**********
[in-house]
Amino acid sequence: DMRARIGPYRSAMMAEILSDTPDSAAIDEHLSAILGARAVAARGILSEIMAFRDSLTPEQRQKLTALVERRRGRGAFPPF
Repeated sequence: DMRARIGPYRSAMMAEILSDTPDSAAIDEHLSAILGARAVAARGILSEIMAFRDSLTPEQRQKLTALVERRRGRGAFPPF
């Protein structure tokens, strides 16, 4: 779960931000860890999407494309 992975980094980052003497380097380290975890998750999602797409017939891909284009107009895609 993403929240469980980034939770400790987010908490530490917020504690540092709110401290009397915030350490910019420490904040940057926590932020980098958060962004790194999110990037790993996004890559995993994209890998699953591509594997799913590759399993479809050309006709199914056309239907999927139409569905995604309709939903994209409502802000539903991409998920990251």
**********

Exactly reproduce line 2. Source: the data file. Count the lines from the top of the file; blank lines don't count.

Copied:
Amino acid sequence: DMRARIGPYRSAMMAEILSDTPDSAAIDEHLSAILGARAVAARGILSEIMAFRDSLTPEQRQKLTALVERRRGRGAFPPF